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From Jargon to Mumblefug and Bafflegab

Updated on January 4, 2012

There seems to have been a lot of negative mention of “management speak” or “Business Speak” recently with its penchant for, among other things Euphemism (“downsizing”), coining of new terms (“rightsizing”) and borrowing of words, such as “bandwidth”, from other professions

Language can be taken to comprise syntax, semantics and pragmatics. Syntax is the form words should take for a speech act to be comprehensible, semantics is the meaning of the elements in the utterance, some of which change with context, and pragmatics is concerned with how the utterance is used, the intent of the speaker: the aims may include communication, persuasion or manipulation.

Unfortunately some speakers seem to have the aims of confusion, intimidation and avoidance of thought. Current Business Speak and Politician Speak seem to be particularly concerned with this.

After reading one online discussion of the apparent unintelligibility of Management Speak it became clear that Management Speak is not necessarily meaningless drivel and that what is happening is the emergence of a technical language for the Business Community, primarily for those concerned with management of resources and organisation of the enterprise.


Technical language arises in all skilled and learned professions. A work related conversation between bricklayers, circus performers, lawyers, mathematicians, physicists, IT specialists or accountants would be almost as unintelligible as 18th century thieves can't is today. Indeed a technical conversation between two forensic accountants would be hard for a general accountant, used to dealing only with small businesses, to follow. This is fine, because it allows rapid communication of complex concepts between experts. In many fields technical terms have a precise definition. In some the definition may have elements of ambiguity.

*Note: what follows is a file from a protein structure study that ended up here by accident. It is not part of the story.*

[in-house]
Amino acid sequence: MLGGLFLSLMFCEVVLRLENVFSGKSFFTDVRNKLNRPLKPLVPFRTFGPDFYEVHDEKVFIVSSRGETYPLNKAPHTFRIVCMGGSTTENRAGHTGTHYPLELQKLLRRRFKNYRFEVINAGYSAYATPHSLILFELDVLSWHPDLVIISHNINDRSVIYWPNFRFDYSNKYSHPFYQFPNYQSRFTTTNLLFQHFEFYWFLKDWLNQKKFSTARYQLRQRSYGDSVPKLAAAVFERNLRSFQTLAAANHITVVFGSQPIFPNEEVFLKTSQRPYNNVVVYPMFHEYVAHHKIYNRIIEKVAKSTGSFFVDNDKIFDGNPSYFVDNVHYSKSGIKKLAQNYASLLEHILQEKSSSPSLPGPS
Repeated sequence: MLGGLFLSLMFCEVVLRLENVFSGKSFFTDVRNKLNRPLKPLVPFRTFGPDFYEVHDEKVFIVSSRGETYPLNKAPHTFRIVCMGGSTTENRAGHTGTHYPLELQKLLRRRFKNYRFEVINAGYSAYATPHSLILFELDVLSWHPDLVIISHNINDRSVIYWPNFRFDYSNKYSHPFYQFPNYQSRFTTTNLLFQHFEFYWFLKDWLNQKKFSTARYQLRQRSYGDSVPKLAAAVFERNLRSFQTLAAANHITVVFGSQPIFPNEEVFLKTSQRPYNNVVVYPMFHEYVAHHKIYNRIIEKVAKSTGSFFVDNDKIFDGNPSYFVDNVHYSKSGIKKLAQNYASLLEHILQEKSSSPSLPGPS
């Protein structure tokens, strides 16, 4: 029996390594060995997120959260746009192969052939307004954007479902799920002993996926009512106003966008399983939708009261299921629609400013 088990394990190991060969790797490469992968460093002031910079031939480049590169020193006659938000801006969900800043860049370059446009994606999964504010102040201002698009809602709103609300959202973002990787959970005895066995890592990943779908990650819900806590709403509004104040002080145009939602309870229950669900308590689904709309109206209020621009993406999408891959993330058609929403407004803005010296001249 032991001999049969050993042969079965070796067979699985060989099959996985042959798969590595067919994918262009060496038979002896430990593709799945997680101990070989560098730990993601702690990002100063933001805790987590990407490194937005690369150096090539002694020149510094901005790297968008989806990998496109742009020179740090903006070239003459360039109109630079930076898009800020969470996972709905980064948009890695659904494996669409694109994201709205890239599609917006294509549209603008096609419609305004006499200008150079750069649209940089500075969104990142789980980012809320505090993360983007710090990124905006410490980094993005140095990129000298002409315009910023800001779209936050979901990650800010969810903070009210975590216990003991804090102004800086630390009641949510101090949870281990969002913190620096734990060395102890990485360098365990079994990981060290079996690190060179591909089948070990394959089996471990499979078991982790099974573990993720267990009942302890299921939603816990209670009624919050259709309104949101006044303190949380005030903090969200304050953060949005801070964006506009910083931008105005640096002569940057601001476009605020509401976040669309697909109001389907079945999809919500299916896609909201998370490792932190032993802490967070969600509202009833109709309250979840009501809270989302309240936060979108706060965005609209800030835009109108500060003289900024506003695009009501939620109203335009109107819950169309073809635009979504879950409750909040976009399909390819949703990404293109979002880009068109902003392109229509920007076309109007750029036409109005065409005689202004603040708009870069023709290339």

Technical language is often referred to as “jargon”. It is language used by people working in a particular field and can be hard for outsiders to understand. It differs from slang in not being associated with a lowering of the tone of the conversation: in fact it may also be associated with increased formality. Also, unlike slang, it is seldom used as a secret language or to exclude outsiders. Like slang however, it assumes familiarity with whatever is being referred to and can serve as a marker for identifying peers.

Thus in the IT field the proper use of terms such as “framework”, “Continuous Integration”, and “Multithreading” or acronyms such as “TDD”,“OOD” ,“LRF”, “TCP/IP” or “RTOS” can be used not just to establish professional competence but sometimes to establish how up to date the skills a professional has might be. IT Speak changes relatively slowly as technologies go in and out of fashion and are relatively well defined.

Management Speak

Management Speak seems to be a form of technical language for the management community. It is marked, among other things, by Euphemism (“downsizing”, “letting go”, “resizing” etc), the use of shorthand forms for relatively complex concepts (“Added value”, “shareholder value”, “Mission Statement”) and acronyms such as “ROI”, “RAROC” and “CEO”), the generation of new terms to indicate modifications of a concept (“rightsizing”) and the borrowing of terms, such as “bandwidth” from other fields. Some areas of management have very precise terminology: any project manager should know the meaning of “Gantt chart” or “Critical Chain Planning” for example. Other areas are more fluid.